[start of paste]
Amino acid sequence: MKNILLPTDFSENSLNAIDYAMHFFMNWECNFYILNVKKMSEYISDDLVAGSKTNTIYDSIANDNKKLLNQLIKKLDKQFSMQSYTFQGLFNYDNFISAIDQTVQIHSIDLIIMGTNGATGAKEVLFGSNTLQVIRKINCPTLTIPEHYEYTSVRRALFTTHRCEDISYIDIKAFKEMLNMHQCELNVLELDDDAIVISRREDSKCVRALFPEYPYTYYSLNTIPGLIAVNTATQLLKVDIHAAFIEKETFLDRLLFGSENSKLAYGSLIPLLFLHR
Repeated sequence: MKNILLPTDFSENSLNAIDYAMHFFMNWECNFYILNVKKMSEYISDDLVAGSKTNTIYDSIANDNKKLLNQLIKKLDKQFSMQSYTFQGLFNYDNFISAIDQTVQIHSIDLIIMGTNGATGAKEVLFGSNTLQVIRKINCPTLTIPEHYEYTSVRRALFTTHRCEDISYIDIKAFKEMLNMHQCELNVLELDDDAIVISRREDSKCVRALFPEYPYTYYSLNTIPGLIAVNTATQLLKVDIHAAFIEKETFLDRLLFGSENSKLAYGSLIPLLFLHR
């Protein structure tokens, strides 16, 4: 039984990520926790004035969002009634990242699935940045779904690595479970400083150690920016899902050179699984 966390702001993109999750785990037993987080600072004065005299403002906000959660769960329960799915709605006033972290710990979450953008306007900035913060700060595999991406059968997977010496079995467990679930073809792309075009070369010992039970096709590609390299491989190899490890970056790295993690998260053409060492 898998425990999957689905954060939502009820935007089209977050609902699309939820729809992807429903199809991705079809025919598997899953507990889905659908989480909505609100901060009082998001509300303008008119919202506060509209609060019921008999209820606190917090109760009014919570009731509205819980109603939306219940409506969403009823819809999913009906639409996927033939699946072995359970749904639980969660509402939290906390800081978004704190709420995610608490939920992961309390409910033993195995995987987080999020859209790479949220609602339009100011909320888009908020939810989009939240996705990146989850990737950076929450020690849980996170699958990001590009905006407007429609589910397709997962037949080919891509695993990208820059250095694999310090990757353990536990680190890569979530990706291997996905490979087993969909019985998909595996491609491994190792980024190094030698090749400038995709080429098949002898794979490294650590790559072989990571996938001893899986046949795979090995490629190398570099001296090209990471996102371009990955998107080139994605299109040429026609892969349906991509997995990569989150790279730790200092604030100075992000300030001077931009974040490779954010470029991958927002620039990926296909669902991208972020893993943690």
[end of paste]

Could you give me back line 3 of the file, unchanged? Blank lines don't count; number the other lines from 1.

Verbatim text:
């Protein structure tokens, strides 16, 4: 039984990520926790004035969002009634990242699935940045779904690595479970400083150690920016899902050179699984 966390702001993109999750785990037993987080600072004065005299403002906000959660769960329960799915709605006033972290710990979450953008306007900035913060700060595999991406059968997977010496079995467990679930073809792309075009070369010992039970096709590609390299491989190899490890970056790295993690998260053409060492 898998425990999957689905954060939502009820935007089209977050609902699309939820729809992807429903199809991705079809025919598997899953507990889905659908989480909505609100901060009082998001509300303008008119919202506060509209609060019921008999209820606190917090109760009014919570009731509205819980109603939306219940409506969403009823819809999913009906639409996927033939699946072995359970749904639980969660509402939290906390800081978004704190709420995610608490939920992961309390409910033993195995995987987080999020859209790479949220609602339009100011909320888009908020939810989009939240996705990146989850990737950076929450020690849980996170699958990001590009905006407007429609589910397709997962037949080919891509695993990208820059250095694999310090990757353990536990680190890569979530990706291997996905490979087993969909019985998909595996491609491994190792980024190094030698090749400038995709080429098949002898794979490294650590790559072989990571996938001893899986046949795979090995490629190398570099001296090209990471996102371009990955998107080139994605299109040429026609892969349906991509997995990569989150790279730790200092604030100075992000300030001077931009974040490779954010470029991958927002620039990926296909669902991208972020893993943690």